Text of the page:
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Tag: Iraq invasion
Growing 'dead zones' in the world's oceans (July 9th 2012) Growing ‘dead zones’ in the world’s oceans (July 9th 2012)

Dahr Jamail the 44 year old American journalist best known as one of the few unembedded journalists to report extensively from Iraq during the 2003 Iraq invasion, has published an article on Aljazeera about the pollution of the world’s oceans, highlighting the alarm of Scientists and experts at amount of plastic debris and growing ‘dead zones’ in the world’s oceans. Jamail states “The amount of plastic floating in the Pacific Gyre – a massive swirling vortex of rubbish – has increased 100-fold in the past four decades, phytoplankton counts are dropping, over-fishing is causing dramatic decreases in fish populations, decreasing ocean salinity is intensifying weather extremes, and warming oceans are speeding up Antarctic melting. … Scientists recently investigated the North Pacific Subtropical Gyre, known as the “Great Pacific Garbage Patch”, and found an “alarming amount” of refuse, much of it comprising individual pieces of very small size. The eastern section of the spiralling mass, between Hawaii and California, is estimated to be around twice the size of Texas, and is having ecosystem-wide impacts… Another phenomenon afflicting Earth’s oceans are “dead zones”. While these can be formed by natural causes, climate change, along with human activities and industrial waste, have greatly aggravated the situation. The US National Oceanographic and Atmospheric Administration released a study showing that rising global temperatures cause oceans to warm, which translates into a decreased capacity to hold oxygen.”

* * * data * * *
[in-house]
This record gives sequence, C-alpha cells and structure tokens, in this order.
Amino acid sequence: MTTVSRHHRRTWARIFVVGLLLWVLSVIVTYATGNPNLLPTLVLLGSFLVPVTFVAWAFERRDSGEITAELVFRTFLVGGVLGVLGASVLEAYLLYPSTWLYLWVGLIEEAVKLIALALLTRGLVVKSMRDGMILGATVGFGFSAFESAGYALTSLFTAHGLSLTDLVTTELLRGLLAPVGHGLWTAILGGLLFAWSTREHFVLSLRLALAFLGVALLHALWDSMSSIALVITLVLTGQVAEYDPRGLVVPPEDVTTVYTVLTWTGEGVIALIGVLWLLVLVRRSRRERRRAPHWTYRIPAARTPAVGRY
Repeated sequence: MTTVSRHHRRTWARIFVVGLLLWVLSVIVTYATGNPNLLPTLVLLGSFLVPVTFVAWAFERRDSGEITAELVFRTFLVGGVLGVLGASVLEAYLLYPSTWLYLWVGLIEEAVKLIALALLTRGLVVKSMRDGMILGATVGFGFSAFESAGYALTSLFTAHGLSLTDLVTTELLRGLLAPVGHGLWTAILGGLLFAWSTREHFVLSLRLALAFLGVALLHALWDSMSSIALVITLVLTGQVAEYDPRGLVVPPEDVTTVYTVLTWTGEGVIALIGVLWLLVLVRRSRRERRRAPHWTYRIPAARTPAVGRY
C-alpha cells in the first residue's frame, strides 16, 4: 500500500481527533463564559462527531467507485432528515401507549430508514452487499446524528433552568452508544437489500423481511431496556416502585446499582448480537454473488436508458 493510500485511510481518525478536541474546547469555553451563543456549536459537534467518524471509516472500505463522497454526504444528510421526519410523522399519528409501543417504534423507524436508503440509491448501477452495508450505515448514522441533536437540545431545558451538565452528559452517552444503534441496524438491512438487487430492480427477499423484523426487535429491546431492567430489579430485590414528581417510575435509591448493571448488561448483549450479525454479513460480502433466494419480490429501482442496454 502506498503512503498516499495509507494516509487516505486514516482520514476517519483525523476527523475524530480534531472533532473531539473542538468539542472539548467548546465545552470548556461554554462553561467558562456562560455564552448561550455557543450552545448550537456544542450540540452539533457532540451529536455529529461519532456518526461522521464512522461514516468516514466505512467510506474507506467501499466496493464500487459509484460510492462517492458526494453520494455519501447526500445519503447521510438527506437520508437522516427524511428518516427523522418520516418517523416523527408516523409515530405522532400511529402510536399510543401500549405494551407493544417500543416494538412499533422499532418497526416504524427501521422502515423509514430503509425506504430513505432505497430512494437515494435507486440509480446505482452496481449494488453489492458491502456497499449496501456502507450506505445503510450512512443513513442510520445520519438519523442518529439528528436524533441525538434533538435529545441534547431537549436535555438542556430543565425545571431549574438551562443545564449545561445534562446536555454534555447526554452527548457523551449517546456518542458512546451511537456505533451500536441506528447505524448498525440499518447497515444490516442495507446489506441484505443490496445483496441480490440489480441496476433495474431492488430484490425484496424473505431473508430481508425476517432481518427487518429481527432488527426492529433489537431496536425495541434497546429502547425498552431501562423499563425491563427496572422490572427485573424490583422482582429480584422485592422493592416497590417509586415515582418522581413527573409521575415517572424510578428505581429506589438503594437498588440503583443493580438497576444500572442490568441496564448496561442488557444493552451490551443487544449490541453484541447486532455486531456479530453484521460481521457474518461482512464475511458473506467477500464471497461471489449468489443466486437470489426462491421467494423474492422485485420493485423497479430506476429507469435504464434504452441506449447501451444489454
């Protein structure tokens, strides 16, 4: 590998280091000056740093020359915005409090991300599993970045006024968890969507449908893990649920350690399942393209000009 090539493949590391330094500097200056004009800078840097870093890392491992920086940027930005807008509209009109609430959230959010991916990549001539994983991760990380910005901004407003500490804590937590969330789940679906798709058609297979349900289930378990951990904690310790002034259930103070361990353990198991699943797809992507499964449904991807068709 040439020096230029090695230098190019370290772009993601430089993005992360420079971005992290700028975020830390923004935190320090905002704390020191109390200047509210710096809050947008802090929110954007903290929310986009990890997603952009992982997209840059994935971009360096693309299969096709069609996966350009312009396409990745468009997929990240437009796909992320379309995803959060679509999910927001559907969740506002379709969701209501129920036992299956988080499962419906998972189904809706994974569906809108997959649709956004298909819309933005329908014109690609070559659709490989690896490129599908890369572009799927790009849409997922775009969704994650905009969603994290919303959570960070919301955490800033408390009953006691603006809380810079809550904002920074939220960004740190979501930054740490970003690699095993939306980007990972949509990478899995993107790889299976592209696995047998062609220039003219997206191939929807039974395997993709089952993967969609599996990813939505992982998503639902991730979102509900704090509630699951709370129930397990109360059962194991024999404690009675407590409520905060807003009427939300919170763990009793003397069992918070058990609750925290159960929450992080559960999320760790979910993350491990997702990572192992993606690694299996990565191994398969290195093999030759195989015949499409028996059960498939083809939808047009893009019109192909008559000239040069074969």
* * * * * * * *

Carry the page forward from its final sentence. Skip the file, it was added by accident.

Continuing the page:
Inspired by Aljazeera image source Twitter

Carne Ross the 45 year old British director of a diplomatic advisory group ‘Independent Diplomat’, founded after he resigned from the British Foreign Office having giving then-secret evidence to a British inquiry into the Iraq invasion. Ross has published an article in The Nation titled ‘Occupy Wall Street and a New Politics for a Disorderly World’. In the article Ross states “The global financial crisis has provoked a profound and necessary questioning of the prevailing political and economic orthodoxy. So pervasive is this disillusionment with the current order that it is hard to find anyone prepared to defend it. Disorder is the new order; disequilibrium rules, and old assumptions no longer hold. …The defenders of the status quo claim that only their methods can maintain order. They are, in fact, achieving the opposite. The politics proposed here, and already evident in Occupy and elsewhere, can foment a deeper order, where people are connected to one another, reweaving our tattered social fabric, where work is fulfilling and responsible, and where everyone in society is given their proper voice and their interests are accounted for. Our current political and economic forms have made avowal of these ideals seem archaic, almost absurd. How ridiculous to wish for such virtues! We cannot let such cynicism triumph. A new way is possible, but it has to be enacted, not asked for.”


Inspired by The Nation image source Jenny Diamond

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